As physicians, we devote a great deal of effort addressing things that might — not will, but might — happen to patients. The litany is familiar: smoking, drugs, alcohol(Drug information on alcohol), immunizations, guns in the home, accident prevention, cardiovascular risk factors, lifestyle issues, etc.
The list is endless; there are almost an infinite number of things that might happen. We call it preventive medicine. The goal is to prevent diseases and injuries before they exert their damaging effects. It's not a new idea. It was Ben Franklin who said: "An ounce of prevention is worth a pound of cure." The problem is that the patients feel fine and find it difficult to understand our concern. Nevertheless, we keep trying to get them to take the risks and the warnings seriously. Why bother?
First of all, we bother because we have studied medicine. We have the knowledge and we understand the underlying theory that allows us to feel confident that the risks are real and that intervention can alter the outcome. Beyond that there are several other reasons to bother:
1. We believe that the risks, although low, are high enough to warrant concern;
2. Society will be better off (as with vaccines) even if the individual gets only minimal benefit; and
3. When something we could have prevented happens, we will blame ourselves and the patients may blame us for not having tried.
How often do efforts at prevention work? Not often enough. People are notoriously resistant to suggestions that they change their behavior.
It's human nature not to worry about unseen hazards. There is no evidence that doctors do any better than the average patient in this regard.
Are there other kinds of unseen risks, not related to disease, about which we could be doing something? One is EHR. If you have been reading these articles, or practically EHR commentary on the web, you should, by now, have a general idea what they are. Some have a theoretical basis while others have been learned in the school of hard knocks. I'm not going to repeat them here because I have described a number of them in the past and will continue to do so in the future. Practically every day, articles appear that discuss the risks, bad results, cost overruns, and disruptions to work flow and productivity that could be avoided by heeding some of the advice that is offered.
There is a collective (but not organized) effort on the part of those with knowledge and experience to make the “patients” — healthcare organizations and practitioners — aware of the risks that they face and to suggest ways in which they might reduce or avoid those risks. So far the “patients” continue to react with disbelief when apprised of the risks. Perhaps the disbelief can be traced to the lure of incentive payments, the feeling that it is no longer possible to deliver healthcare without a certified computer system, the desire to keep up with the times (or the Joneses), and/or the belief that computers can solve problems. It is the rare practitioner or facility that chooses to stop following the pied pipers of EHR and take a seat in the bleachers.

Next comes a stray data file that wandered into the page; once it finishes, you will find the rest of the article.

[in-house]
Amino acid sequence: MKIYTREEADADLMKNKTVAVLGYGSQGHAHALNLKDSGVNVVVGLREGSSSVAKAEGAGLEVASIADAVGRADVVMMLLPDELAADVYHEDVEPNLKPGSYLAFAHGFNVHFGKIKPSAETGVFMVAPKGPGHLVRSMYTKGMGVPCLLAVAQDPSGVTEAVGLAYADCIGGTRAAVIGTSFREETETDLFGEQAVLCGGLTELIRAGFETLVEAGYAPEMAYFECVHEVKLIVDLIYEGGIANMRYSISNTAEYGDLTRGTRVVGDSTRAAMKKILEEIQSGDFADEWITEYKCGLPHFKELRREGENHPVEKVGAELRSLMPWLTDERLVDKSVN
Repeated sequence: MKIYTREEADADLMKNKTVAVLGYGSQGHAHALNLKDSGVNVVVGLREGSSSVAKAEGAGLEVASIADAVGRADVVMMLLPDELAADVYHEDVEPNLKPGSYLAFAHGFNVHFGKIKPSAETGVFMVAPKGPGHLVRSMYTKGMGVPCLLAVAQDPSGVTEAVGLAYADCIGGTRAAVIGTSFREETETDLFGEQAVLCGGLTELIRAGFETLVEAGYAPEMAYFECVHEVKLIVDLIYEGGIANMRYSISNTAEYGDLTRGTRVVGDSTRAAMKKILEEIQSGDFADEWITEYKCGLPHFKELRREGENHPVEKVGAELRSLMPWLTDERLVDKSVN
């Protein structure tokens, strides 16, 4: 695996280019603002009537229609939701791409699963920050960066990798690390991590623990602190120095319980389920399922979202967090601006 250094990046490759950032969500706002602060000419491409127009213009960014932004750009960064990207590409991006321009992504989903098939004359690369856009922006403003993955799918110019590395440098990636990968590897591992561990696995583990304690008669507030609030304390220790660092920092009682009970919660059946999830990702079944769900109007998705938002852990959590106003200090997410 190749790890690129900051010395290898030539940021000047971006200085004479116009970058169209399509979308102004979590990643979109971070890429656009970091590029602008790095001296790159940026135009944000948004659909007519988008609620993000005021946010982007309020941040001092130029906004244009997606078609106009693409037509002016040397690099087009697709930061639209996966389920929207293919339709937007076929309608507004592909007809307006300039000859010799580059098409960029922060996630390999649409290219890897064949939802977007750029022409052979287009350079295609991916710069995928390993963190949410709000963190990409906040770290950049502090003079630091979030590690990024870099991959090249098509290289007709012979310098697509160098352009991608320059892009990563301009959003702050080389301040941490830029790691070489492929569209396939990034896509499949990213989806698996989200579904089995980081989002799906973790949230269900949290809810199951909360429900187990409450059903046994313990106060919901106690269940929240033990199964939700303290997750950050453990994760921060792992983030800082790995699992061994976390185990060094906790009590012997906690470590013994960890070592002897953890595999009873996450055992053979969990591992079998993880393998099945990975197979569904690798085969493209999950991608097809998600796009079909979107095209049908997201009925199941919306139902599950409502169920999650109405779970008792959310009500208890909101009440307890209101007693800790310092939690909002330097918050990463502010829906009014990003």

To gain some perspective, it would be worthwhile to read "Is One Company About to Lock Up the Electronic Medical Records Market?"
It's very disturbing. This article describes a major vendor that favors the goal of dominating the market over technical excellence or a concern for the lifetime medical record. (Do they really think that they will still be around 100 years from now and that we will still want whey have to offer?) The vendor has done a superb job of identifying and selling to the customer’s expectations, with the understanding that those expectations rarely emphasize technical factors or the impact on productivity.
A market dominated by a single vendor poses a risk. When the cost of an EHR is astronomical, the customer may become financially unstable. Perhaps most damaging to the future of EHR is the risk that the development of new EHR science and innovative EHR products will be stifled. It would not be the first time that market domination caused problems, if you remember IBM, AT&T and Microsoft. They were all broken up because their market dominance was deemed to be anti-competitive and anti-innovation.
There is a choice: Turmoil now, while your sanity and finances are relatively intact, or turmoil later, when the unthinkable happens and leaves you broke and crazy. I'm raising these issues because I don't want to wind up hating myself for not making an effort.
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